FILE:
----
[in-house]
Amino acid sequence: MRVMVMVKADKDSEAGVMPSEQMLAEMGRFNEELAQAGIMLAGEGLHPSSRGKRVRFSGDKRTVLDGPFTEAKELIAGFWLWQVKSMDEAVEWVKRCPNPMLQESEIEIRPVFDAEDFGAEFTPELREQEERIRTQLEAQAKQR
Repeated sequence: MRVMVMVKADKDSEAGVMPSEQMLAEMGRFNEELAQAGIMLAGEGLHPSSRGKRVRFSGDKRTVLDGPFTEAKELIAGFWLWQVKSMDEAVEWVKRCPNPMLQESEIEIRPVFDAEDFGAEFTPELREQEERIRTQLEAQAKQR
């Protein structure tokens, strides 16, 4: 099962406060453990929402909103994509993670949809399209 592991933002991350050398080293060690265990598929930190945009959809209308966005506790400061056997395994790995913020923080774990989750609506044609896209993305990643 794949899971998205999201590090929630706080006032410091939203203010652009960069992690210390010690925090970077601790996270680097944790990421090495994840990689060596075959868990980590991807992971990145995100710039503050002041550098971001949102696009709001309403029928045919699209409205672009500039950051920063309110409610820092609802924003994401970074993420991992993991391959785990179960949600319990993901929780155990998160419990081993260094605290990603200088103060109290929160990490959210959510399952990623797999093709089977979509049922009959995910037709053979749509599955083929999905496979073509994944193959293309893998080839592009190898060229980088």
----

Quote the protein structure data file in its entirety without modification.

[in-house]
Amino acid sequence: MRVMVMVKADKDSEAGVMPSEQMLAEMGRFNEELAQAGIMLAGEGLHPSSRGKRVRFSGDKRTVLDGPFTEAKELIAGFWLWQVKSMDEAVEWVKRCPNPMLQESEIEIRPVFDAEDFGAEFTPELREQEERIRTQLEAQAKQR
Repeated sequence: MRVMVMVKADKDSEAGVMPSEQMLAEMGRFNEELAQAGIMLAGEGLHPSSRGKRVRFSGDKRTVLDGPFTEAKELIAGFWLWQVKSMDEAVEWVKRCPNPMLQESEIEIRPVFDAEDFGAEFTPELREQEERIRTQLEAQAKQR
């Protein structure tokens, strides 16, 4: 099962406060453990929402909103994509993670949809399209 592991933002991350050398080293060690265990598929930190945009959809209308966005506790400061056997395994790995913020923080774990989750609506044609896209993305990643 794949899971998205999201590090929630706080006032410091939203203010652009960069992690210390010690925090970077601790996270680097944790990421090495994840990689060596075959868990980590991807992971990145995100710039503050002041550098971001949102696009709001309403029928045919699209409205672009500039950051920063309110409610820092609802924003994401970074993420991992993991391959785990179960949600319990993901929780155990998160419990081993260094605290990603200088103060109290929160990490959210959510399952990623797999093709089977979509049922009959995910037709053979749509599955083929999905496979073509994944193959293309893998080839592009190898060229980088």